7) For information about the Partnership ad, see Jack Herer's book, The Emperor Wears No Clothes, 1990, p. 74. See also "Hard Sell in the Drug War", The Nation, March 9, 1992, by Cynthia Cotts, which reveals that the Partnership receives a large percentage of its advertizing budget from alcohol, tobacco, and pharmaceutical companies and is thus disposed toward exaggerating the risks of cannabis while downplaying the risks of legal drugs. For information on memory and the alpha brainwave enhancement effect, see "Cannabis, Memory, and Perception", by R. L. Dornbush, M.D., M. Fink, M.D., and A. M. Freedman, M.D., presented at the 124th annual meeting of the American Psychiatric Association, May 3-7, 1971.

8) See "Cannabis 1988, Old Drug New Dangers, The Potency Question" by Tod H Mikuriya, M.D. and Michael Aldrich, Ph.D., Journal of Psychoactive Drugs, ibid.

9) See Cannabis and Health, ibid. Also see "Cannabis, Memory, and Perception", ibid.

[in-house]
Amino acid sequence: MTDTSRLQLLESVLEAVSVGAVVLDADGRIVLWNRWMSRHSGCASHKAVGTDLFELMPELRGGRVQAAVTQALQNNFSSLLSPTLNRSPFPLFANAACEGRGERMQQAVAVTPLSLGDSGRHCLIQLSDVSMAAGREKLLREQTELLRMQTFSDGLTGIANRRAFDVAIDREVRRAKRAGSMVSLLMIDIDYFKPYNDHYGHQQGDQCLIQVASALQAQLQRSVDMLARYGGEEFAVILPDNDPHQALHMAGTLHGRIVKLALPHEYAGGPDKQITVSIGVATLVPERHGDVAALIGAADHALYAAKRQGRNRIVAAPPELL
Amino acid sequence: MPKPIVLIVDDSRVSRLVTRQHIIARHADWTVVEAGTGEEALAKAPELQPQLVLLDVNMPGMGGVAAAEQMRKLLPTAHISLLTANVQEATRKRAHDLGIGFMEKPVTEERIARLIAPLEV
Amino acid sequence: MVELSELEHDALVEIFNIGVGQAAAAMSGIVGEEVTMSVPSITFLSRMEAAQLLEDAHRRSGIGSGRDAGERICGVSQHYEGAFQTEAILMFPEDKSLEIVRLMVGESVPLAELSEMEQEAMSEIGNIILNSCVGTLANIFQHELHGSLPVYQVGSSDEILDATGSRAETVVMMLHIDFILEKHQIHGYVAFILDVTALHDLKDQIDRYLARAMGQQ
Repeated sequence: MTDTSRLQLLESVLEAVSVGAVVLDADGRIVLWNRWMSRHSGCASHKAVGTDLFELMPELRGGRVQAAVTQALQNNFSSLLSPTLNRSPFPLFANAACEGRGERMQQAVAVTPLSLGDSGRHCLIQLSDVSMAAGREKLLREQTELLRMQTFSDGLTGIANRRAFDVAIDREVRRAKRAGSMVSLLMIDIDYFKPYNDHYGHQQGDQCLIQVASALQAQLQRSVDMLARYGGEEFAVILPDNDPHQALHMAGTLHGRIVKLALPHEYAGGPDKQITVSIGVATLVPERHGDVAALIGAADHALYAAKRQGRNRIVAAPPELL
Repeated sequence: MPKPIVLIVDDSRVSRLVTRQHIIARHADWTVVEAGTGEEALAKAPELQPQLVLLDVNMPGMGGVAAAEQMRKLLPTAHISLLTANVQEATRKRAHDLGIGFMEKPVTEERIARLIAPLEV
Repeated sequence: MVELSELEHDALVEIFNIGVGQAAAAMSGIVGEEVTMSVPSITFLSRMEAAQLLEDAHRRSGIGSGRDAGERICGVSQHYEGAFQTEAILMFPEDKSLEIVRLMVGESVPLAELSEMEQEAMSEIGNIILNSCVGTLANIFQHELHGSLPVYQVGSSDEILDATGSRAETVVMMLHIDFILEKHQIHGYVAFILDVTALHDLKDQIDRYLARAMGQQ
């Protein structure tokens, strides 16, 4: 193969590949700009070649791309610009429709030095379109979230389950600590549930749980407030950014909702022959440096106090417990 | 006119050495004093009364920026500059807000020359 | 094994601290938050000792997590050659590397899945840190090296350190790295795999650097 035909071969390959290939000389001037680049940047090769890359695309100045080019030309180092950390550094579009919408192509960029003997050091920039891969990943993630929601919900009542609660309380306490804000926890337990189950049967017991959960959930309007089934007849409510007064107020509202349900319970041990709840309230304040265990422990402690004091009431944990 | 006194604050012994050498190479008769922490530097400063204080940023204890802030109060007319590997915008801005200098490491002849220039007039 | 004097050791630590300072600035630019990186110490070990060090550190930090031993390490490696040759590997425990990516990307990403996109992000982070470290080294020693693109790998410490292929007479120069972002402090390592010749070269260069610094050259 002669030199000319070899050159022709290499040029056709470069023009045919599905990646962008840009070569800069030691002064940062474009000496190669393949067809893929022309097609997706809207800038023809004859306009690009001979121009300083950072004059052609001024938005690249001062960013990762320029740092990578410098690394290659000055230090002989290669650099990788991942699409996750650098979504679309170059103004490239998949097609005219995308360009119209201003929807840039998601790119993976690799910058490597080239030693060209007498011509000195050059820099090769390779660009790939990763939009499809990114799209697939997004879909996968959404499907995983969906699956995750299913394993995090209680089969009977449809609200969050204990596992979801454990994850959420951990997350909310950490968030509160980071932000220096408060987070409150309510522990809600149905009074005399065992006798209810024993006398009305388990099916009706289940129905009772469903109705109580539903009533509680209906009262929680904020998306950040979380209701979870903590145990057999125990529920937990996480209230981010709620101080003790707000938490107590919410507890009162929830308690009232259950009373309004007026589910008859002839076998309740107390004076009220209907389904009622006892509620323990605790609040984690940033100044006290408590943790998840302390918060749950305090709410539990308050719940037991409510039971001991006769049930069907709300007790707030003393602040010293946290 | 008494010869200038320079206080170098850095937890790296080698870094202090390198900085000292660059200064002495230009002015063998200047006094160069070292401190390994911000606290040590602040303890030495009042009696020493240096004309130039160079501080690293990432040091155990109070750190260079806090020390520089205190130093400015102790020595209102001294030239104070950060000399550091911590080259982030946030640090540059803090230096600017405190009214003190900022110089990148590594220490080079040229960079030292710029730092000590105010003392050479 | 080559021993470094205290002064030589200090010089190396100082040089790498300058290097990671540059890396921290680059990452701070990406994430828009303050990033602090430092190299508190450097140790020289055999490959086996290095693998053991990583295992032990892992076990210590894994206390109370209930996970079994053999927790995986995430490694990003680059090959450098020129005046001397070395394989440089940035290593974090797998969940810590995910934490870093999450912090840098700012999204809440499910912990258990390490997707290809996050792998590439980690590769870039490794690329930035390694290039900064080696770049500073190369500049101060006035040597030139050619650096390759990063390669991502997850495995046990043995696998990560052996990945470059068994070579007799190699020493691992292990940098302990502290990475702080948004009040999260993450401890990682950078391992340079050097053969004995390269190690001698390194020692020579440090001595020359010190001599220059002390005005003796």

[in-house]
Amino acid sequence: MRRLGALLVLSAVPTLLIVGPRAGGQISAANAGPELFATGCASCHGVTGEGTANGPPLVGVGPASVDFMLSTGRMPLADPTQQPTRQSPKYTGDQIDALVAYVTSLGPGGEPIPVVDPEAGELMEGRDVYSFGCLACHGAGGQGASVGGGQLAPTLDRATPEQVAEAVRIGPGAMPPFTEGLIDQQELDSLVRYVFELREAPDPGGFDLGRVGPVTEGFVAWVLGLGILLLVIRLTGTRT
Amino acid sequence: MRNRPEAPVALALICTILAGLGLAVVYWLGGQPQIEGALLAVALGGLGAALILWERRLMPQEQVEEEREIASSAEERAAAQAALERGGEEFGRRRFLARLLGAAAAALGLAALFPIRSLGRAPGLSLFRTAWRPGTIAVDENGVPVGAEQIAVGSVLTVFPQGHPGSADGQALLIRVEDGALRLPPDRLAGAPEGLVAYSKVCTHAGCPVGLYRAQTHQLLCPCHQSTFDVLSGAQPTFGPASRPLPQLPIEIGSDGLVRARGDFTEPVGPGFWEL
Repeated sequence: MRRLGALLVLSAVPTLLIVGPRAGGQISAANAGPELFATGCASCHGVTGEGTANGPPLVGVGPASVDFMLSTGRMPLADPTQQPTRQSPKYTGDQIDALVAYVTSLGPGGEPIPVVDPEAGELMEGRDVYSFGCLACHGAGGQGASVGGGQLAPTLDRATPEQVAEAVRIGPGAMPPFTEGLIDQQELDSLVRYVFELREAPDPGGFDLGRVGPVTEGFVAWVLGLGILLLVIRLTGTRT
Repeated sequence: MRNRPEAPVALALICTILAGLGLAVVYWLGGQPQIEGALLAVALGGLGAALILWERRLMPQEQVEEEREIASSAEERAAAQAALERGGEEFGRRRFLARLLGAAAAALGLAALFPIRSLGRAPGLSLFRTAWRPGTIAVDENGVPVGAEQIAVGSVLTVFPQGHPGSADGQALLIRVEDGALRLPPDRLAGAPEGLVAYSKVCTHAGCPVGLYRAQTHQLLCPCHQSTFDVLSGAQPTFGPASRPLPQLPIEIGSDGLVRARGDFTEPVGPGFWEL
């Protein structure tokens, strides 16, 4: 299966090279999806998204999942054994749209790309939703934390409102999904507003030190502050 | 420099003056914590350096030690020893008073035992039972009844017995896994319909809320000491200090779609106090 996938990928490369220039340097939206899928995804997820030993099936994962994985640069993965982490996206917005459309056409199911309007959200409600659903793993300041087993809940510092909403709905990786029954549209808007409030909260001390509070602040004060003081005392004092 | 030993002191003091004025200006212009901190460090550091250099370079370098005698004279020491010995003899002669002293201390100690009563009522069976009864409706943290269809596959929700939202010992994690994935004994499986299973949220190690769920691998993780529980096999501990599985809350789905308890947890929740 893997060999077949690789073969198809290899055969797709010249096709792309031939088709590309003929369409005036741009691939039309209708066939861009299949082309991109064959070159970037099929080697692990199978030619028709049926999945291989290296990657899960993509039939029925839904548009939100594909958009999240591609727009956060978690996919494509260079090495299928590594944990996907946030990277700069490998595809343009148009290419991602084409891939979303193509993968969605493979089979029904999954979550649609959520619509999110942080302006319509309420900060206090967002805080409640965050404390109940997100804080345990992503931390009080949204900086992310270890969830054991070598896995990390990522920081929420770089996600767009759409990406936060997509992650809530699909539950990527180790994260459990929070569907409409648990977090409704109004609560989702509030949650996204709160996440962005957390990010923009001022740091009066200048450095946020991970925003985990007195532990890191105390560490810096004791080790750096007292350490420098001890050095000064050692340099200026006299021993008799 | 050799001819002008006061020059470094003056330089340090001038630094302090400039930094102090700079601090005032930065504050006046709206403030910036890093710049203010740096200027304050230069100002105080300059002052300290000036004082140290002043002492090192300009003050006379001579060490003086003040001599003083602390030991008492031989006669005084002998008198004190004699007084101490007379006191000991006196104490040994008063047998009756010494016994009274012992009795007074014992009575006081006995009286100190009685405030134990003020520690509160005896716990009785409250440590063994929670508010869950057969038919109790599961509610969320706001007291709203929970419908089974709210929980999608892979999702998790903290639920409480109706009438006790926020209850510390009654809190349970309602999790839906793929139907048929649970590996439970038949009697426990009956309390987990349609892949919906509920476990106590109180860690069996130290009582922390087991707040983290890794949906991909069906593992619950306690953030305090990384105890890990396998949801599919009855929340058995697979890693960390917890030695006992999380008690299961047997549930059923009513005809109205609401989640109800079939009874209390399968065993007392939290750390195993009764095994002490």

10) The fat solubility of cannabinoids and certain vitamins is well known. See Cannabis and Health, ibid. For some information on vitamin A, see "The A Team" in Scientific American, Vol 264, No. 2, February 1991, p. 16.

11) See "Too Many Rodent Carcinogens: Mitogenesis Increases Mutagenesis", Bruce N. Ames and Lois Swirsky Gold, Science, Vol 249, 31 August 1990, p. 971.

12) Cannabis and alcohol toxicity is compared in Cannabis Reconsidered, ibid., p. 227. Yearly alcohol overdoses was taken from "Drug Prohibition in the United States: Costs, Consequences, and Alternatives" by Ethan A. Nadelmann, Science, Vol 245, 1 September 1989, p. 943.